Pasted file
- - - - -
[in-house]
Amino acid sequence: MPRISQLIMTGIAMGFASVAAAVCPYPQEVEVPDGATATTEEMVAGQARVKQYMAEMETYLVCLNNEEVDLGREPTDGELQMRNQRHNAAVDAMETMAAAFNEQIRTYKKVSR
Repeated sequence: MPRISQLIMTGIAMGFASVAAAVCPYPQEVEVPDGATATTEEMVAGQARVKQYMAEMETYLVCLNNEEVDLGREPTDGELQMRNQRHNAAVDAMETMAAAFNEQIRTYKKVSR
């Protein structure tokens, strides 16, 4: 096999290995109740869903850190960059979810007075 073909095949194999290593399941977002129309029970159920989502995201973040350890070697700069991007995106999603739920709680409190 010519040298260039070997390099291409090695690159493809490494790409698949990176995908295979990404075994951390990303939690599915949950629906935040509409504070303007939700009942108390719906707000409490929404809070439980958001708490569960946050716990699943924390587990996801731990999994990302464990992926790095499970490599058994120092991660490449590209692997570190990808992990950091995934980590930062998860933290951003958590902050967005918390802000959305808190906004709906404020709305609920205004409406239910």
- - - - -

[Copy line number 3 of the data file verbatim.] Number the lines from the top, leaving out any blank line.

Repeated sequence: MPRISQLIMTGIAMGFASVAAAVCPYPQEVEVPDGATATTEEMVAGQARVKQYMAEMETYLVCLNNEEVDLGREPTDGELQMRNQRHNAAVDAMETMAAAFNEQIRTYKKVSR